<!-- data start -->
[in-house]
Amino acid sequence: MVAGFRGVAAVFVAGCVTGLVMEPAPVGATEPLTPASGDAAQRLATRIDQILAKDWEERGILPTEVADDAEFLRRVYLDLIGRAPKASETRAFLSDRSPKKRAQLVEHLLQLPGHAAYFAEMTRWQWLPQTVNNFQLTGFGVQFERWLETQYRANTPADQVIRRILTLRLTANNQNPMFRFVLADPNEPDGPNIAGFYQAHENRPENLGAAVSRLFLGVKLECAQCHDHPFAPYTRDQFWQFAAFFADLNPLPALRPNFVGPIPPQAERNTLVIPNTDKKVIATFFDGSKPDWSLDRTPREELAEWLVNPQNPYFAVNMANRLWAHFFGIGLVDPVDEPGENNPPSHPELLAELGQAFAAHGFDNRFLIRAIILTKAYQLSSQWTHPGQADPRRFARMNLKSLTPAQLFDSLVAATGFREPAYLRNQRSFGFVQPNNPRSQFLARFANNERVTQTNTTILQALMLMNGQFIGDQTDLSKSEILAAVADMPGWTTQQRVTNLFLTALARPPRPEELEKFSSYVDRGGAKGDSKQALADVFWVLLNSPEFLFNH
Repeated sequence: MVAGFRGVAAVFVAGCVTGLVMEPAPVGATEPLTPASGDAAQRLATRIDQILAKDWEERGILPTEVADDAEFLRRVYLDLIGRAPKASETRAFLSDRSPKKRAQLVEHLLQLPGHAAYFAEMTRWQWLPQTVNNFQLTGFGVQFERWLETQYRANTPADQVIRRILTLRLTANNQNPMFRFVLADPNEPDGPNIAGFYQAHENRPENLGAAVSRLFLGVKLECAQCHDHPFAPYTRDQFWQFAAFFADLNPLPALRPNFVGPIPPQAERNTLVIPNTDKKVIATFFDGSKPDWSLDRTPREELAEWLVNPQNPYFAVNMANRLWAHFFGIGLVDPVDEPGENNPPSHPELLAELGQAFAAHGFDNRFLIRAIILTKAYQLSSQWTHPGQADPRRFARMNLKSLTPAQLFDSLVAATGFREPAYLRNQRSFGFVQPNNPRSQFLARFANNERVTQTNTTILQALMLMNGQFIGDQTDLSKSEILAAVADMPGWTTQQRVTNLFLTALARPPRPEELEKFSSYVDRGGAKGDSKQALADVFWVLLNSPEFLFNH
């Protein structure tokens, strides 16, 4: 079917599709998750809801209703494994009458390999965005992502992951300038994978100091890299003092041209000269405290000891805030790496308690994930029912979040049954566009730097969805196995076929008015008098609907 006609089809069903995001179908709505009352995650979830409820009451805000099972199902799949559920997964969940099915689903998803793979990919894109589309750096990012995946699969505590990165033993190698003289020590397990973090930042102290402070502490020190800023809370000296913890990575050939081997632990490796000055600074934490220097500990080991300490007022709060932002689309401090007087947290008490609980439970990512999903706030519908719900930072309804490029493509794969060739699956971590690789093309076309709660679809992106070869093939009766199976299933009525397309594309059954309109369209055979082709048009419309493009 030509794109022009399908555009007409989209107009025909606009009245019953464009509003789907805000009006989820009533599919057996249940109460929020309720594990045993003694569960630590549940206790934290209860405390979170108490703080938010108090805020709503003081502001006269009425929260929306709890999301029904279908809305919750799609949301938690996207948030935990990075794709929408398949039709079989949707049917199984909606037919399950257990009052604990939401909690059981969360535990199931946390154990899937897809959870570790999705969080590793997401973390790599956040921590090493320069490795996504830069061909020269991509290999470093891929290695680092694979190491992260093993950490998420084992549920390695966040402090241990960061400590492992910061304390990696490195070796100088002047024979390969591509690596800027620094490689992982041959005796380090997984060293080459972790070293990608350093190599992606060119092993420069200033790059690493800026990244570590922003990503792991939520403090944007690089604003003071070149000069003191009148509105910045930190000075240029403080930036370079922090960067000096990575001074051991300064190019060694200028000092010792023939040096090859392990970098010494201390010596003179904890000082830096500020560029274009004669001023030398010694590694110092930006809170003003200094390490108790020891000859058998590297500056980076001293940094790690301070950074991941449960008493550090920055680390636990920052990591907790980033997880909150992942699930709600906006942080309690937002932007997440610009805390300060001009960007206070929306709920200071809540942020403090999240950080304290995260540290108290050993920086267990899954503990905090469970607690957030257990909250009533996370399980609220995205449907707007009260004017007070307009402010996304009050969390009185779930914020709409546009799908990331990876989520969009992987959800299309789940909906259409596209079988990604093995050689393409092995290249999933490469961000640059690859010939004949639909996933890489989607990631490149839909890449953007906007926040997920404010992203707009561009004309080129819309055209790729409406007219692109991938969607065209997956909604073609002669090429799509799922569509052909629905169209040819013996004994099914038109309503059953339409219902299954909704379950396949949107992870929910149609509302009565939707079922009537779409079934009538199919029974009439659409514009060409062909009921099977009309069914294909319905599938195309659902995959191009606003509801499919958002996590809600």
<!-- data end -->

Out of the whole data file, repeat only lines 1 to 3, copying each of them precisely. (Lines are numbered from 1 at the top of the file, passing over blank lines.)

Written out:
[in-house]
Amino acid sequence: MVAGFRGVAAVFVAGCVTGLVMEPAPVGATEPLTPASGDAAQRLATRIDQILAKDWEERGILPTEVADDAEFLRRVYLDLIGRAPKASETRAFLSDRSPKKRAQLVEHLLQLPGHAAYFAEMTRWQWLPQTVNNFQLTGFGVQFERWLETQYRANTPADQVIRRILTLRLTANNQNPMFRFVLADPNEPDGPNIAGFYQAHENRPENLGAAVSRLFLGVKLECAQCHDHPFAPYTRDQFWQFAAFFADLNPLPALRPNFVGPIPPQAERNTLVIPNTDKKVIATFFDGSKPDWSLDRTPREELAEWLVNPQNPYFAVNMANRLWAHFFGIGLVDPVDEPGENNPPSHPELLAELGQAFAAHGFDNRFLIRAIILTKAYQLSSQWTHPGQADPRRFARMNLKSLTPAQLFDSLVAATGFREPAYLRNQRSFGFVQPNNPRSQFLARFANNERVTQTNTTILQALMLMNGQFIGDQTDLSKSEILAAVADMPGWTTQQRVTNLFLTALARPPRPEELEKFSSYVDRGGAKGDSKQALADVFWVLLNSPEFLFNH
Repeated sequence: MVAGFRGVAAVFVAGCVTGLVMEPAPVGATEPLTPASGDAAQRLATRIDQILAKDWEERGILPTEVADDAEFLRRVYLDLIGRAPKASETRAFLSDRSPKKRAQLVEHLLQLPGHAAYFAEMTRWQWLPQTVNNFQLTGFGVQFERWLETQYRANTPADQVIRRILTLRLTANNQNPMFRFVLADPNEPDGPNIAGFYQAHENRPENLGAAVSRLFLGVKLECAQCHDHPFAPYTRDQFWQFAAFFADLNPLPALRPNFVGPIPPQAERNTLVIPNTDKKVIATFFDGSKPDWSLDRTPREELAEWLVNPQNPYFAVNMANRLWAHFFGIGLVDPVDEPGENNPPSHPELLAELGQAFAAHGFDNRFLIRAIILTKAYQLSSQWTHPGQADPRRFARMNLKSLTPAQLFDSLVAATGFREPAYLRNQRSFGFVQPNNPRSQFLARFANNERVTQTNTTILQALMLMNGQFIGDQTDLSKSEILAAVADMPGWTTQQRVTNLFLTALARPPRPEELEKFSSYVDRGGAKGDSKQALADVFWVLLNSPEFLFNH